As I was reading through Greenwald's takedown of Bush's farcical speech, a thought occurred to me. Greenwald reminds readers of John Yoo's memorandum, written soon after the attacks of September 11, 2001, which read in part:
In both the War Powers Resolution and the Joint Resolution, Congress has recognized the President's authority to use force in circumstances such as those created by the September 11 incidents. Neither statute, however, can place any limits on the President's determinations as to any terrorist threat, the amount of military force to be used in response, or the method, timing, and nature of the response. These decisions, under our Constitution, are for the President alone to make.
That Memorandum also "conclude[d] that the Constitution vests the President with the plenary authority, as Commander in Chief and the sole organ of the Nation in its foreign relations, to use military force abroad" and hailed "the President's inherent constitutional powers to use military force" free of Congressional interference. It declared "the centralization of authority in the President alone . . . in matters of national defense, war, and foreign policy." And while the powers of Congress are virtually non-existent, "congressional concurrence is welcome."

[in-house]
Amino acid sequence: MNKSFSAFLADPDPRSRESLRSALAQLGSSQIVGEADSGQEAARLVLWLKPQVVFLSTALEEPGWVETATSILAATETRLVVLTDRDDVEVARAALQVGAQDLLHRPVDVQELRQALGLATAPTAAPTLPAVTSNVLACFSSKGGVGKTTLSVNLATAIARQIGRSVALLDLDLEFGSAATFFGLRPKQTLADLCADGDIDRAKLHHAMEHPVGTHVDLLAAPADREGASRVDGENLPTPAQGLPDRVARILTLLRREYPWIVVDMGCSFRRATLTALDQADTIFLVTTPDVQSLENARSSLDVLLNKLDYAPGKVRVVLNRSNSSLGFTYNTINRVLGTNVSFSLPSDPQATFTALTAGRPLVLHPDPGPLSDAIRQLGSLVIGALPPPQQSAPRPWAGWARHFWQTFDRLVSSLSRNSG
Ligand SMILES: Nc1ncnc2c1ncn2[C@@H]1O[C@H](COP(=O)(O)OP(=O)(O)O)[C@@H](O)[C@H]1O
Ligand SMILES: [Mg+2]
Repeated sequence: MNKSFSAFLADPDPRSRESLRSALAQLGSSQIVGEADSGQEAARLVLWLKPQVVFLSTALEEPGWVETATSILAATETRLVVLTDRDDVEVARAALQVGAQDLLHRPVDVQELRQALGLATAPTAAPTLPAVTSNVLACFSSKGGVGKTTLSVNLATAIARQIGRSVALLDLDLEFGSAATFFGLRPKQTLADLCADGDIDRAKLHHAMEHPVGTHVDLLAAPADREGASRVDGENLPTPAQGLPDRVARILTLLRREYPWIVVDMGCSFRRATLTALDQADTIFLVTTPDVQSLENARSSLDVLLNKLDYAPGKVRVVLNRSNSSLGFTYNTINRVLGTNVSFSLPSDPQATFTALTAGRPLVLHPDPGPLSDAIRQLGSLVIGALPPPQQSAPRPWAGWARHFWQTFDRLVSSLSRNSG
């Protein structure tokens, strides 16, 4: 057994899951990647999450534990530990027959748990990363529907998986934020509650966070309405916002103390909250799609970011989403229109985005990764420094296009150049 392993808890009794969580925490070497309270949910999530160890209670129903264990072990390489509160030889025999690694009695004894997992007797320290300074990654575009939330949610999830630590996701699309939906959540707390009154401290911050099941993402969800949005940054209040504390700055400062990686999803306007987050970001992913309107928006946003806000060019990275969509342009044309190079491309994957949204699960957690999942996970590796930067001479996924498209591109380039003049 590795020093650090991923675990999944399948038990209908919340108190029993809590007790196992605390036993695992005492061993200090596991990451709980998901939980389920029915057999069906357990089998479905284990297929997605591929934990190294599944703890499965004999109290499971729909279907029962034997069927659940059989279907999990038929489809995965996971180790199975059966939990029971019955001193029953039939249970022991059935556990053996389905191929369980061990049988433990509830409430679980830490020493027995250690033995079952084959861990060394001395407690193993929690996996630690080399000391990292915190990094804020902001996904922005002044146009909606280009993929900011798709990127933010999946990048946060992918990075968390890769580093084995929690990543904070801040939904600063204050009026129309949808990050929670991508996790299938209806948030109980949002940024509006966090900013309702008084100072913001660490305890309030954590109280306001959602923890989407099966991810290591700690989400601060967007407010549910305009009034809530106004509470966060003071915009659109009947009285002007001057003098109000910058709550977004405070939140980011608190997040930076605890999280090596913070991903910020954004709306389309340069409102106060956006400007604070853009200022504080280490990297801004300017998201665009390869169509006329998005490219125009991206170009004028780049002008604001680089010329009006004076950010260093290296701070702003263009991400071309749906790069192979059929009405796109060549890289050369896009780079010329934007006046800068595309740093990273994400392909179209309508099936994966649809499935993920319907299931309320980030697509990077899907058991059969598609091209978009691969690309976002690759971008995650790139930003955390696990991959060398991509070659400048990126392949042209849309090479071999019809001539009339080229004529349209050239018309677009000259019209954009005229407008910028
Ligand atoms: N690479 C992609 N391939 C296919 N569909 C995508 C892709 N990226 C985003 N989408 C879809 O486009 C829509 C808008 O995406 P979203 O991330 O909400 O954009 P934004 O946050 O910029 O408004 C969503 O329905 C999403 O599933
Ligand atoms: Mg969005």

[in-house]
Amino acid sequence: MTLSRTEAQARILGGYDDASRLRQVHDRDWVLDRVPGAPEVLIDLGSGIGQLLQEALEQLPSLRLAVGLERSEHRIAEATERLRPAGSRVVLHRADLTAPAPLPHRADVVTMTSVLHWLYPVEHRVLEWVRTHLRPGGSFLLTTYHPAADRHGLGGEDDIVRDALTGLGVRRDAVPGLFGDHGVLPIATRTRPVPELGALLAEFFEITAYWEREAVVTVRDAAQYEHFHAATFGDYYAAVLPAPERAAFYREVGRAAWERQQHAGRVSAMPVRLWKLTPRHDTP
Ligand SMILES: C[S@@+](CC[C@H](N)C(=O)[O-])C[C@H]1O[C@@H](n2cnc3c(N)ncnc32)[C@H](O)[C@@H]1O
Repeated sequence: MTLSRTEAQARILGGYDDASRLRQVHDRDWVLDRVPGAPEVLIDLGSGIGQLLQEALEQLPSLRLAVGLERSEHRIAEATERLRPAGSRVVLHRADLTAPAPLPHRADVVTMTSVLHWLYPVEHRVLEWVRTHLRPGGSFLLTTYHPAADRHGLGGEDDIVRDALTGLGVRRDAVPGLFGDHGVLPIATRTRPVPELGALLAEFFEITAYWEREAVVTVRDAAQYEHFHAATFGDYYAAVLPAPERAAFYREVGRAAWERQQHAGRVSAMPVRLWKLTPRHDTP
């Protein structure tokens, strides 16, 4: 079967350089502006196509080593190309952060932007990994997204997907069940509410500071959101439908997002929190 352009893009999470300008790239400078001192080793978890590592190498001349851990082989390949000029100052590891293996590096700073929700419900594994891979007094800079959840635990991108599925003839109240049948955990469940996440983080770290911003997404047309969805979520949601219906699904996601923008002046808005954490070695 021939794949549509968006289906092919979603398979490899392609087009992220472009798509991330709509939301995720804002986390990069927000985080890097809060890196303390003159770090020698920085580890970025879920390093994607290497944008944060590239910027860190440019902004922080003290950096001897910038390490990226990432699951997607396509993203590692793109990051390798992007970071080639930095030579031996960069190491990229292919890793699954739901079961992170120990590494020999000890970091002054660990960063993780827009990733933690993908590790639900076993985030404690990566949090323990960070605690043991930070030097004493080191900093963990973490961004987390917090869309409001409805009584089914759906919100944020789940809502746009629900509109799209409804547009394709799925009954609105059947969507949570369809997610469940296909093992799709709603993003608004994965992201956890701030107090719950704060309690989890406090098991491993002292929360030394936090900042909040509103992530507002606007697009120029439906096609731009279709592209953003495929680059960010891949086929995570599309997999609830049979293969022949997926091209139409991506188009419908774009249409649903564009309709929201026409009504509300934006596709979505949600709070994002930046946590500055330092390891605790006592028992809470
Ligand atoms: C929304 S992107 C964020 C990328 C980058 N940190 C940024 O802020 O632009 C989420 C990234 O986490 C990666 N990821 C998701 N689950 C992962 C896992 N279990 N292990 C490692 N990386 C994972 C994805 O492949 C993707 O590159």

As I was reading through Yoo's memo, it dawned on me that he was actually advocating military dictatorship, a coup d'etat via the President of the United States. By refusing to recognize any legal or Constitutional authority to which the President is accountable, Yoo's memo is a detailed description of the overthrow of the United States government.
So, Bush was funny, although without meaning to be so. Greenwald notes the funny, and includes further possibilities for more laugh-track moments from our Clown-in-Chief, only to discover that Bush's reality has outstripped the ability of satirists to keep up. Yet, buried within the verbiage, from the hand of a current law school faculty member, is the justification for the military takeover of the United States Republic.
I realize that sounds pretty breathless, perhaps even over the top. Reread the pertinent parts of Yoo's memorandum, however, and think about it. Yoo is arguing that the limits of Congressional authority are reached when considering the President as Commander-in-Chief. As C-in-C, the President has "inherent" authority to do pretty much whatever he (or she) wants, as military commander.
This is the essence of military rule. This is the "silent coup" we keep hearing may happen.
Folks, it seems it already has.